When we believe in Jesus, our lives are transformed. I’m sure many of you can attest to that – that when you consider your life before you came to know Jesus, that you were a different person. God transforms us to become more like Jesus. When we pray as Jesus prayed, we become more like Jesus. When we introduce others to Christ, then we open them up to the possibility of God transforming them into being more like Jesus. And when more and more people are transformed to being more and more like Jesus, our world will be transformed – from a world where hate and divisiveness reign to one where love and inclusiveness rule; from a world of fear to a world of assurance; from a world of war and worry to a world of peace and comfort.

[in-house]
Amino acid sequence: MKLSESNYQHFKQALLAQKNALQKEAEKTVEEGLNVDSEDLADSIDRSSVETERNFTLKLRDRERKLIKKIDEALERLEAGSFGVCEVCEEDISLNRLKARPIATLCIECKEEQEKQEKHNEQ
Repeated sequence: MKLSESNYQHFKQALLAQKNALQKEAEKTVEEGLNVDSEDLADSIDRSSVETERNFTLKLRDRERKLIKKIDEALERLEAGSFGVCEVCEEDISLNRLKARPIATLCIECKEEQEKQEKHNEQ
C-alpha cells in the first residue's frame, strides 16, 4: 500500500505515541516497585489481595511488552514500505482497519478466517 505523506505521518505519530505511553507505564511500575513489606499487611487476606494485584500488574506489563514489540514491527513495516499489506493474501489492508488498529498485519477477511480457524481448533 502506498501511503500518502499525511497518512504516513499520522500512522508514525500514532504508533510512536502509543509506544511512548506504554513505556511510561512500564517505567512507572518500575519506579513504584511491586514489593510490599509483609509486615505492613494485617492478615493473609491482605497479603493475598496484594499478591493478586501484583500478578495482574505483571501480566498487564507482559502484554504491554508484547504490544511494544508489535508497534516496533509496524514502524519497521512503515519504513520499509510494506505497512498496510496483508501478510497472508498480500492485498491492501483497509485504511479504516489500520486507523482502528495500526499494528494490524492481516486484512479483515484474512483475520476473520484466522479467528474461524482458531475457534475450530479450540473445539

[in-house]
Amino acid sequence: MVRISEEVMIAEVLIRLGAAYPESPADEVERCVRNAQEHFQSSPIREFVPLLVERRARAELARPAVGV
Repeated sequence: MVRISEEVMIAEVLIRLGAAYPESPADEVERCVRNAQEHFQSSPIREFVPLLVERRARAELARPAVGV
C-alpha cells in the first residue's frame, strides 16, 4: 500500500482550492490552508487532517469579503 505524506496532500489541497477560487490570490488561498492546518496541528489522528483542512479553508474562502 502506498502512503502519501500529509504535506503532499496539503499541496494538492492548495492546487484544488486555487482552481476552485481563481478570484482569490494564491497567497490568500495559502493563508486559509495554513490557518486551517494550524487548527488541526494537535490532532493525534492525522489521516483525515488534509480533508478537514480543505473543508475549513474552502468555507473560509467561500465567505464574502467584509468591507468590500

Pray as motherly Jesus prayed

So today, I’m inviting you to come and pray as Jesus prayed. You might like to come and pray as Jesus prayed, praying for those that you care about – both family, and those who you’ve introduced to Jesus. You might like to pray like Jesus prayed, and pray for those who will come to know Jesus. Or maybe, you’re sitting there and you’re thinking that your life is filled with things you don’t want – maybe your life is filled with hate, or fear, or worry. Come forward and pray, asking for Christ to help transform your life to be more like Jesus.

As we spend some time in prayer, you’re invited to join in with this Chorus – To be like Jesus, this hope possesses me. The place of prayer is open to all, and someone will come and pray with you, to seek out how you can be more like Jesus.

 

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Author: Ben Clapton

I'm an Officer in The Salvation Army, currently appointed with my wife as Corps Officers at the Rochester Corps in country Victoria (20 minutes out of Echuca). I play violin and guitar, amongst many others, and love golf and running.